The transfer pricing refers to the pricing used in the supply of products, services or technologies between parent companies and subsidiaries, and between subsidiaries within multinational companies. It is a means of international capital management often used by multinational companies to avoid political and tax barriers set by some host countries and reduce the cost of foreign exchange transactions.
2. Transfer pricing and the special relationship
Transfer pricing is closely related to special relationship (Related transactions). Affiliated enterprises may establish or attach conditions to their mutual commercial or financial relationships that differ from those between independent enterprises, thereby violating the principle of independent competition and affecting the fairness and reasonableness of the transaction. It is based on the pricing method of related transactions and the tax risks that may arise. Therefore, whether the special relationship between affiliated enterprises affects the transacted price (including whether the transfer pricing policy is fair and reasonable) is the focus of Customs price inspection. In a word, transfer pricing is related to the fairness and reasonableness of prices in connected related transactions and is also an important aspect for Customs to determine whether the special relationship between multinational companies has affected the declared price.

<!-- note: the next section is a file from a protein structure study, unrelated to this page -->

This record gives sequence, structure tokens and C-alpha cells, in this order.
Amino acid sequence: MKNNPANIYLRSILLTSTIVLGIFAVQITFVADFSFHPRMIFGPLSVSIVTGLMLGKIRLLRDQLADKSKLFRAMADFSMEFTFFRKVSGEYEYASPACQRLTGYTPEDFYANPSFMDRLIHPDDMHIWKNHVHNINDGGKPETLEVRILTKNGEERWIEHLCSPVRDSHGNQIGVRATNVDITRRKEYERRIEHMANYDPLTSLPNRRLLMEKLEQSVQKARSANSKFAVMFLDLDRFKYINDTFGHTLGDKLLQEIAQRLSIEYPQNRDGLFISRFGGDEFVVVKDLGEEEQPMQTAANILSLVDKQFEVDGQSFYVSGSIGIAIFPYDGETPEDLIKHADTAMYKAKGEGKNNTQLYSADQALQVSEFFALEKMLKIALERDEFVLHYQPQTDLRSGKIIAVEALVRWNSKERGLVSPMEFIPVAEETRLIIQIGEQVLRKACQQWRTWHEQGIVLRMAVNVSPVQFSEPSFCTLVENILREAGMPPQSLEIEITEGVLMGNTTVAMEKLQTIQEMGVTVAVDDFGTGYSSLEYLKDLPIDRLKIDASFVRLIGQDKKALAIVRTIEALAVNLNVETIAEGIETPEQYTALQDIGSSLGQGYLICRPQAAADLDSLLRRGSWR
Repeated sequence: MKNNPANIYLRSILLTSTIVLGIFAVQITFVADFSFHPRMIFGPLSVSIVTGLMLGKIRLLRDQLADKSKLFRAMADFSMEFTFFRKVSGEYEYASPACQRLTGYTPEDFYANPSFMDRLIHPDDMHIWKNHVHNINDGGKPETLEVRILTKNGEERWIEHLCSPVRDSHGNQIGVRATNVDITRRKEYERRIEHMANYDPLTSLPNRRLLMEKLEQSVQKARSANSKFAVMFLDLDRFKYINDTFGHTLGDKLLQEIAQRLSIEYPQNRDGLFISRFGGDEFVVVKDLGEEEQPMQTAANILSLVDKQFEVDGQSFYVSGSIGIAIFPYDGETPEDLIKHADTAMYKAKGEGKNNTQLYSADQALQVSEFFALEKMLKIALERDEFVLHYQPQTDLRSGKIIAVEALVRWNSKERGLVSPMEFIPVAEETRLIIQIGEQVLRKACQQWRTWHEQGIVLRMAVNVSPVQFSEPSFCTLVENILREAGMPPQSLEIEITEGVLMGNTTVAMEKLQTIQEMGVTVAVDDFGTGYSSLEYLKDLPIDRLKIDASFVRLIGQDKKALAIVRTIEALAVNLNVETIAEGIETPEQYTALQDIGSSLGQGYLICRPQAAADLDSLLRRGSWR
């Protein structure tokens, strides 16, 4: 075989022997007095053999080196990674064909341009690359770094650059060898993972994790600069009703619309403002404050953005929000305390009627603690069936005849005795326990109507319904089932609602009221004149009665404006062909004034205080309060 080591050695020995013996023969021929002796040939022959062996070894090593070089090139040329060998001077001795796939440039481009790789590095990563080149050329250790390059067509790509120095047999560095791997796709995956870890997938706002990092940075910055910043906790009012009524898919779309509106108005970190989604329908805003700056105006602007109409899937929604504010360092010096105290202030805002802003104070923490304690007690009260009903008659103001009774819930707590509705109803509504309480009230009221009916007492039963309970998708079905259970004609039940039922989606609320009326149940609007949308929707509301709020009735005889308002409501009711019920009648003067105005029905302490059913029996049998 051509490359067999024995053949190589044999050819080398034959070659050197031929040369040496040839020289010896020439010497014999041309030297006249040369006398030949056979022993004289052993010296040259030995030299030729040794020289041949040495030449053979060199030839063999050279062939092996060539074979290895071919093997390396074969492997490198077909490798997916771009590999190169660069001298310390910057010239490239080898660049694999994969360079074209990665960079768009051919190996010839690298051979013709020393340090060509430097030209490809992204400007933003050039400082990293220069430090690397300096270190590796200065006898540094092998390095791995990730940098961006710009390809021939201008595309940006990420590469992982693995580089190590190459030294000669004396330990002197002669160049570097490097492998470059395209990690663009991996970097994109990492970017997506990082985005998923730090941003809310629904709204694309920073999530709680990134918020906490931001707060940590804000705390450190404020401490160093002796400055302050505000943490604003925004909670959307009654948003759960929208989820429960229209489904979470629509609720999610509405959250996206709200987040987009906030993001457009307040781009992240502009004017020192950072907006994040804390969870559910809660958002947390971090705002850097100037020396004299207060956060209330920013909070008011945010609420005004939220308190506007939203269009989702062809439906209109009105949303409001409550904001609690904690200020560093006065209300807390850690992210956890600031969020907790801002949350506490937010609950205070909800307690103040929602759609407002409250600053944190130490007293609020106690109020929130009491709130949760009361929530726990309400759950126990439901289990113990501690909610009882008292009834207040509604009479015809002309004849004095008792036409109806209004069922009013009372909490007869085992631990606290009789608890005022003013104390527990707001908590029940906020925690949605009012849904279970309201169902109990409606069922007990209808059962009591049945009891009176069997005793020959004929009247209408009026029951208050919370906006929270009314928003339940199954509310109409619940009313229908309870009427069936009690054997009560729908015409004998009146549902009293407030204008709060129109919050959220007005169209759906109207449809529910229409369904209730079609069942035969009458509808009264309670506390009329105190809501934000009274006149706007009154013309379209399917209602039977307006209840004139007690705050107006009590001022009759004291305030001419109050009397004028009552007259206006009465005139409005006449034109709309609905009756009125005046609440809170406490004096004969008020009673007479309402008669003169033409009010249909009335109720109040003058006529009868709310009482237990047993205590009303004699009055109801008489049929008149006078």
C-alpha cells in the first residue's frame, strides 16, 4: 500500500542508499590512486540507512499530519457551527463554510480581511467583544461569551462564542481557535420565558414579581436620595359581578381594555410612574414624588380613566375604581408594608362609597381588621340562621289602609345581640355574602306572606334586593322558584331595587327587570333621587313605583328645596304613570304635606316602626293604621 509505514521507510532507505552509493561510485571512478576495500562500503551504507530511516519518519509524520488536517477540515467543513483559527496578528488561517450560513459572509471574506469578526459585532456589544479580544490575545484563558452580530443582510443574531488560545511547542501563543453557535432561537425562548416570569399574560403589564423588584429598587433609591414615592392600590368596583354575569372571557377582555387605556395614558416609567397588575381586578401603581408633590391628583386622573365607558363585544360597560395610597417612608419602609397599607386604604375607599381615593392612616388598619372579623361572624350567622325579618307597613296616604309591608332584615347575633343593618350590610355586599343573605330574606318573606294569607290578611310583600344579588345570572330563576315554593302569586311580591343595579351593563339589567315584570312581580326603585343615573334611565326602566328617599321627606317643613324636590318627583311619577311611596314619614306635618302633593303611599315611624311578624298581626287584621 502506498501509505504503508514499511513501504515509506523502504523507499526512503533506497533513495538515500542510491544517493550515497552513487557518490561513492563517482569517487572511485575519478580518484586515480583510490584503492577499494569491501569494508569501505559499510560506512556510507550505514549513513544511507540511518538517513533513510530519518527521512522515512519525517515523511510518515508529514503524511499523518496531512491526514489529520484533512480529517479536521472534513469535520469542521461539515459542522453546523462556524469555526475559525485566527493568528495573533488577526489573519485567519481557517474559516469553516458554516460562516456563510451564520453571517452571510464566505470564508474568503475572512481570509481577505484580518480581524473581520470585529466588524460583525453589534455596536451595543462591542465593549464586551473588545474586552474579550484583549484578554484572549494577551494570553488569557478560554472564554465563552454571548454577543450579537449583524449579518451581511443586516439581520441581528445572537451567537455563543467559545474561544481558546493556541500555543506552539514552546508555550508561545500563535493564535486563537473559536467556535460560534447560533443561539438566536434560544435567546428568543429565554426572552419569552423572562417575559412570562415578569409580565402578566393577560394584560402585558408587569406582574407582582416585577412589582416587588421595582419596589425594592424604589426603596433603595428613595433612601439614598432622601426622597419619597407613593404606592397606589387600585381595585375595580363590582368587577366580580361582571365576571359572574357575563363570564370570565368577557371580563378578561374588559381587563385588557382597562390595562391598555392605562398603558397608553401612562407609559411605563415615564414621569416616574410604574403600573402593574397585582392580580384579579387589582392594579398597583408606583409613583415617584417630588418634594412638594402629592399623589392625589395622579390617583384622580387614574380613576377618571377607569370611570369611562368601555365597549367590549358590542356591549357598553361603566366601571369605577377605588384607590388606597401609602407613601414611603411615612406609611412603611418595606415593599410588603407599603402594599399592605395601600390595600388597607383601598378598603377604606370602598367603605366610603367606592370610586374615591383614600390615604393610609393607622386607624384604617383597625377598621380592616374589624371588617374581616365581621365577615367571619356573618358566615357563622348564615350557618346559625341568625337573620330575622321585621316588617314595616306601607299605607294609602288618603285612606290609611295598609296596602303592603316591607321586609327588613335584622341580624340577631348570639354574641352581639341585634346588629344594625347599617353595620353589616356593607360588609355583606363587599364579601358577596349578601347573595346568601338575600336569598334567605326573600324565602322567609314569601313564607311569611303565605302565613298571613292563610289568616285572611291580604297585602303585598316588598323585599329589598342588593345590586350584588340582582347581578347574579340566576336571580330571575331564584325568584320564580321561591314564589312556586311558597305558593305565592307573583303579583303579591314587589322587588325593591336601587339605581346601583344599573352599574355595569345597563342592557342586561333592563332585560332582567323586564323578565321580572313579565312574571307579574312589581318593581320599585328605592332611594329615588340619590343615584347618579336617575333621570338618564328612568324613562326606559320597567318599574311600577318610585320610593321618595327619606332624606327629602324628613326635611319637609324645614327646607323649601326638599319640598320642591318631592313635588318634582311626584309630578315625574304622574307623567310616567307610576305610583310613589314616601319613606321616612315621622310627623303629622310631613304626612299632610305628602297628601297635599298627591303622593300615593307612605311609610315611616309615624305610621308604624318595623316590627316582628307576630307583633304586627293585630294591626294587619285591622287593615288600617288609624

II. Common enforcement used in Customs determination of special relationship and transfer pricing
(I) Customs may require enterprises to submit the following materials
1. Annual financial and accounting statements and audit reports for the past 3 years.
2. Imports situation, including the names, specifications, and price lists of imported goods, lists of suppliers, etc.
3. The list of affiliated enterprises and the relationship among affiliated enterprises, including the organizational structure of multinational companies, the division of labor among affiliated enterprises, etc.
4. Transactions with affiliated enterprises, including the purchase and sale, transfer, and use of tangible and intangible property, financing, and provision of labor services, etc.
5. Pricing policies of affiliated enterprises, including purchase pricing, sales pricing policies.
6. The internal control status of the affiliated enterprises under review, including the internal control system and accounting system of the affiliated enterprises, etc.